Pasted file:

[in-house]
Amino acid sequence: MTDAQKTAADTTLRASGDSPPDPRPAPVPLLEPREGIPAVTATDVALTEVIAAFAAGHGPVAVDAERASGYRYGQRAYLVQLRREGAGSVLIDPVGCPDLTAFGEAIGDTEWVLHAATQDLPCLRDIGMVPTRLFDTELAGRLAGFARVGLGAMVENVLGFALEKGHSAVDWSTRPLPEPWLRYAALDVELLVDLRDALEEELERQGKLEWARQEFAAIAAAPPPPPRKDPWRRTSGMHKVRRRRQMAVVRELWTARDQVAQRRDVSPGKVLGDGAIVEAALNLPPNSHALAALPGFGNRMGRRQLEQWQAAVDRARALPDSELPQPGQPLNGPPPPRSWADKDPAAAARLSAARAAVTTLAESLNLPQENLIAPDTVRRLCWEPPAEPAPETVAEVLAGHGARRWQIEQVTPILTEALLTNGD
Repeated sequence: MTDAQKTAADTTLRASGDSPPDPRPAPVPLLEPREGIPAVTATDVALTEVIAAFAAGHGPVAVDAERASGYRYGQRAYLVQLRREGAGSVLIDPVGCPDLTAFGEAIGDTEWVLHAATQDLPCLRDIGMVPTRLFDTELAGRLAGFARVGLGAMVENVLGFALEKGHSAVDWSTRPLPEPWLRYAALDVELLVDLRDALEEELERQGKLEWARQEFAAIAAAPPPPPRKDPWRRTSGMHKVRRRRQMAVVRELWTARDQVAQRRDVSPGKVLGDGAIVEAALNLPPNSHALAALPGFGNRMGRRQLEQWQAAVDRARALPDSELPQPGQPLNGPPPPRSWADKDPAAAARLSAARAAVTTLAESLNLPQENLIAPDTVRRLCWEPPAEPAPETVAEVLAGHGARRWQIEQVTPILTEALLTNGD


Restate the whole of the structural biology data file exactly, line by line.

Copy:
[in-house]
Amino acid sequence: MTDAQKTAADTTLRASGDSPPDPRPAPVPLLEPREGIPAVTATDVALTEVIAAFAAGHGPVAVDAERASGYRYGQRAYLVQLRREGAGSVLIDPVGCPDLTAFGEAIGDTEWVLHAATQDLPCLRDIGMVPTRLFDTELAGRLAGFARVGLGAMVENVLGFALEKGHSAVDWSTRPLPEPWLRYAALDVELLVDLRDALEEELERQGKLEWARQEFAAIAAAPPPPPRKDPWRRTSGMHKVRRRRQMAVVRELWTARDQVAQRRDVSPGKVLGDGAIVEAALNLPPNSHALAALPGFGNRMGRRQLEQWQAAVDRARALPDSELPQPGQPLNGPPPPRSWADKDPAAAARLSAARAAVTTLAESLNLPQENLIAPDTVRRLCWEPPAEPAPETVAEVLAGHGARRWQIEQVTPILTEALLTNGD
Repeated sequence: MTDAQKTAADTTLRASGDSPPDPRPAPVPLLEPREGIPAVTATDVALTEVIAAFAAGHGPVAVDAERASGYRYGQRAYLVQLRREGAGSVLIDPVGCPDLTAFGEAIGDTEWVLHAATQDLPCLRDIGMVPTRLFDTELAGRLAGFARVGLGAMVENVLGFALEKGHSAVDWSTRPLPEPWLRYAALDVELLVDLRDALEEELERQGKLEWARQEFAAIAAAPPPPPRKDPWRRTSGMHKVRRRRQMAVVRELWTARDQVAQRRDVSPGKVLGDGAIVEAALNLPPNSHALAALPGFGNRMGRRQLEQWQAAVDRARALPDSELPQPGQPLNGPPPPRSWADKDPAAAARLSAARAAVTTLAESLNLPQENLIAPDTVRRLCWEPPAEPAPETVAEVLAGHGARRWQIEQVTPILTEALLTNGD